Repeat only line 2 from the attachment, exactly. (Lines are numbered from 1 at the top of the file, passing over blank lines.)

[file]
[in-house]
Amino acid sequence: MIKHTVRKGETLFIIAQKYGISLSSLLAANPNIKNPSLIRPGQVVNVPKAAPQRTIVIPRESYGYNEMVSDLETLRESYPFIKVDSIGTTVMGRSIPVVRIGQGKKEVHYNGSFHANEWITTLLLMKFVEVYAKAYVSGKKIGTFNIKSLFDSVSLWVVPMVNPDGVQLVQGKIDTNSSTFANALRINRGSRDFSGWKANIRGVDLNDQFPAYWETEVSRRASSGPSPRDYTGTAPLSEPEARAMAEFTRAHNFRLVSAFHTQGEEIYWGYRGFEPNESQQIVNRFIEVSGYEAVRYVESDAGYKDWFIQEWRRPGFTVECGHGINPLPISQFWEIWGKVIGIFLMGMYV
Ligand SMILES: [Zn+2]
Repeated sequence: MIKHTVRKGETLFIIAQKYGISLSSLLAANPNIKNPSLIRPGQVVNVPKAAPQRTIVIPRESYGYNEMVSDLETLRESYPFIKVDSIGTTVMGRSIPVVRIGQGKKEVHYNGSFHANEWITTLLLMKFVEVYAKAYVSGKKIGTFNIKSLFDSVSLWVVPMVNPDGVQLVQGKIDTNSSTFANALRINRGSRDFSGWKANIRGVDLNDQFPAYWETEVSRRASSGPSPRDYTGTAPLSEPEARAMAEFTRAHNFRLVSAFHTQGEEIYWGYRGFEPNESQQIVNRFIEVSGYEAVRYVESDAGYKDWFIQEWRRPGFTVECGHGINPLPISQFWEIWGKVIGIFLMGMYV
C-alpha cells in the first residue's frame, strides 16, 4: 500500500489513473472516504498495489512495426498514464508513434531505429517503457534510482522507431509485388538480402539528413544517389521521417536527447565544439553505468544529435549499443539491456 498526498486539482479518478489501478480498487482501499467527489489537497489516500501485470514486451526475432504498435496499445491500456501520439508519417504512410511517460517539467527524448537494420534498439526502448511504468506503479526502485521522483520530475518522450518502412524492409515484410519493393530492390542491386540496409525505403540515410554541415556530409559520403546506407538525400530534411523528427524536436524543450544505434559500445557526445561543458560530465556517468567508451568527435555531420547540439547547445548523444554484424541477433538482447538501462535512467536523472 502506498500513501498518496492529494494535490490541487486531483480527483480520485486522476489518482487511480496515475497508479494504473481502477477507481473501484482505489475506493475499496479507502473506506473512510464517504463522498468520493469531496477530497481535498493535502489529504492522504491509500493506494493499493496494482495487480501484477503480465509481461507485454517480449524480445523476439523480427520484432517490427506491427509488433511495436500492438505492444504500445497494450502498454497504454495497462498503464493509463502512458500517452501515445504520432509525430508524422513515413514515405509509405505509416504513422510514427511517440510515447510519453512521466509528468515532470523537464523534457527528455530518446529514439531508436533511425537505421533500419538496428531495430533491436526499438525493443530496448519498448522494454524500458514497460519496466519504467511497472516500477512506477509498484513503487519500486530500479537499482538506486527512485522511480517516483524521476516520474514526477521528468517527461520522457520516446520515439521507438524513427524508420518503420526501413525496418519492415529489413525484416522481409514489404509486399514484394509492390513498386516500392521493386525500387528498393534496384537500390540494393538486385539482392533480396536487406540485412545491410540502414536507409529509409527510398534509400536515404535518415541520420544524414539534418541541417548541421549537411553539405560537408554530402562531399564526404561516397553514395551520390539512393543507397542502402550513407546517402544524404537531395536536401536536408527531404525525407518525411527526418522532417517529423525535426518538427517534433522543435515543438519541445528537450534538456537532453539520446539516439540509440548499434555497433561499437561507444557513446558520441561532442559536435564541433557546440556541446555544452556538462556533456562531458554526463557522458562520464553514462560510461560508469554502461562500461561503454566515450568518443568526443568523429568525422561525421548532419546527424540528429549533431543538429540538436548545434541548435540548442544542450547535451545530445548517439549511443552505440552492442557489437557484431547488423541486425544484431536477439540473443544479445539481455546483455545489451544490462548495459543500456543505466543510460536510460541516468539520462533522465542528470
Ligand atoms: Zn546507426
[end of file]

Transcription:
Amino acid sequence: MIKHTVRKGETLFIIAQKYGISLSSLLAANPNIKNPSLIRPGQVVNVPKAAPQRTIVIPRESYGYNEMVSDLETLRESYPFIKVDSIGTTVMGRSIPVVRIGQGKKEVHYNGSFHANEWITTLLLMKFVEVYAKAYVSGKKIGTFNIKSLFDSVSLWVVPMVNPDGVQLVQGKIDTNSSTFANALRINRGSRDFSGWKANIRGVDLNDQFPAYWETEVSRRASSGPSPRDYTGTAPLSEPEARAMAEFTRAHNFRLVSAFHTQGEEIYWGYRGFEPNESQQIVNRFIEVSGYEAVRYVESDAGYKDWFIQEWRRPGFTVECGHGINPLPISQFWEIWGKVIGIFLMGMYV